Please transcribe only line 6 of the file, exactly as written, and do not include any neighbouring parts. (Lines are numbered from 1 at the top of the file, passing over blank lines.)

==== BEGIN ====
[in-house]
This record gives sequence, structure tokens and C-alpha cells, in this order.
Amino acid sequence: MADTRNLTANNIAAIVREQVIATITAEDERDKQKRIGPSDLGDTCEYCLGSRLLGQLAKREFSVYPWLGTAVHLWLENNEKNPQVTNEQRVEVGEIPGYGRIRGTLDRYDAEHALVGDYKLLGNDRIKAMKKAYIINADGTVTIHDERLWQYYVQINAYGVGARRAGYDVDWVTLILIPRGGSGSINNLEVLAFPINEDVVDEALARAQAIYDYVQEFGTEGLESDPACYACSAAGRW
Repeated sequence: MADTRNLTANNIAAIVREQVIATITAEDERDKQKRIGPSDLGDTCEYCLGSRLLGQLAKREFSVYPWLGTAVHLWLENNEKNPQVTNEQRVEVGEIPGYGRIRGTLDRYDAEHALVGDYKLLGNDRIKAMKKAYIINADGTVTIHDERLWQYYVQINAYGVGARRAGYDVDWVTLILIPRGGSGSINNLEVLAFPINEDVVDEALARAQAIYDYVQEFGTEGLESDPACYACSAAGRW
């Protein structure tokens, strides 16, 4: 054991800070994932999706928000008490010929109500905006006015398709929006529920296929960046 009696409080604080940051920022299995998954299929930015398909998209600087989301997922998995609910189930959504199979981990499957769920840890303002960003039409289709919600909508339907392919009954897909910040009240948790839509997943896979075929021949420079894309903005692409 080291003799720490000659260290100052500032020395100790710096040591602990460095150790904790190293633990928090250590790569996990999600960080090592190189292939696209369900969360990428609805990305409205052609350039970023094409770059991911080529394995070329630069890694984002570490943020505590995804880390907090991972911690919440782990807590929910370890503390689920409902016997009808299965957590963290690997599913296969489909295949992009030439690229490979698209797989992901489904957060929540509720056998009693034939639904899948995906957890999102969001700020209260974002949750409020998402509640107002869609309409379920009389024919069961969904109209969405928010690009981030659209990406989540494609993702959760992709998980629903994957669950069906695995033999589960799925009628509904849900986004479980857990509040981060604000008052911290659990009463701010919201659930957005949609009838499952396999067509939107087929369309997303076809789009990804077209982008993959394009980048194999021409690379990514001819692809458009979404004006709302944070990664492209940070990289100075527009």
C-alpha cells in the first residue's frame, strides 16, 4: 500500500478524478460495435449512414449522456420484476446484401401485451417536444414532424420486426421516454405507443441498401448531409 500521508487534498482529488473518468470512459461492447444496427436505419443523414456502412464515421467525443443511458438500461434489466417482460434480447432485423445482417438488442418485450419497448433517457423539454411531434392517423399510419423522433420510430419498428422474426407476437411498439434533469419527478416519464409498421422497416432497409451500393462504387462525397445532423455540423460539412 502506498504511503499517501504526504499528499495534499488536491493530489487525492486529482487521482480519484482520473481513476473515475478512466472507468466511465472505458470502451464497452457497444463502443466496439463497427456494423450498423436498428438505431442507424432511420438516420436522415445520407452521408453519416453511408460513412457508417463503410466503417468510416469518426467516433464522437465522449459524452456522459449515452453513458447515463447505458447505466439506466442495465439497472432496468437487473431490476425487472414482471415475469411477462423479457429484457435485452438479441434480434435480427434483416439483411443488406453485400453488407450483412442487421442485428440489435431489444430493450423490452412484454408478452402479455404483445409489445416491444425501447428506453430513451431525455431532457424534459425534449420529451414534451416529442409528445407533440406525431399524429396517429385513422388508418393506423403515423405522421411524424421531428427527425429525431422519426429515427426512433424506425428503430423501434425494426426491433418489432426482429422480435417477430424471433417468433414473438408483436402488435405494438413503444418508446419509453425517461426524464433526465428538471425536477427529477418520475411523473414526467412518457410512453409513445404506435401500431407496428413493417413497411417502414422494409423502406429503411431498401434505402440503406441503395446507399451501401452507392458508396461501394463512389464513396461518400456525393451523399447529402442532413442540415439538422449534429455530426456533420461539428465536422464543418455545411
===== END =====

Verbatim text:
C-alpha cells in the first residue's frame, strides 16, 4: 500500500478524478460495435449512414449522456420484476446484401401485451417536444414532424420486426421516454405507443441498401448531409 500521508487534498482529488473518468470512459461492447444496427436505419443523414456502412464515421467525443443511458438500461434489466417482460434480447432485423445482417438488442418485450419497448433517457423539454411531434392517423399510419423522433420510430419498428422474426407476437411498439434533469419527478416519464409498421422497416432497409451500393462504387462525397445532423455540423460539412 502506498504511503499517501504526504499528499495534499488536491493530489487525492486529482487521482480519484482520473481513476473515475478512466472507468466511465472505458470502451464497452457497444463502443466496439463497427456494423450498423436498428438505431442507424432511420438516420436522415445520407452521408453519416453511408460513412457508417463503410466503417468510416469518426467516433464522437465522449459524452456522459449515452453513458447515463447505458447505466439506466442495465439497472432496468437487473431490476425487472414482471415475469411477462423479457429484457435485452438479441434480434435480427434483416439483411443488406453485400453488407450483412442487421442485428440489435431489444430493450423490452412484454408478452402479455404483445409489445416491444425501447428506453430513451431525455431532457424534459425534449420529451414534451416529442409528445407533440406525431399524429396517429385513422388508418393506423403515423405522421411524424421531428427527425429525431422519426429515427426512433424506425428503430423501434425494426426491433418489432426482429422480435417477430424471433417468433414473438408483436402488435405494438413503444418508446419509453425517461426524464433526465428538471425536477427529477418520475411523473414526467412518457410512453409513445404506435401500431407496428413493417413497411417502414422494409423502406429503411431498401434505402440503406441503395446507399451501401452507392458508396461501394463512389464513396461518400456525393451523399447529402442532413442540415439538422449534429455530426456533420461539428465536422464543418455545411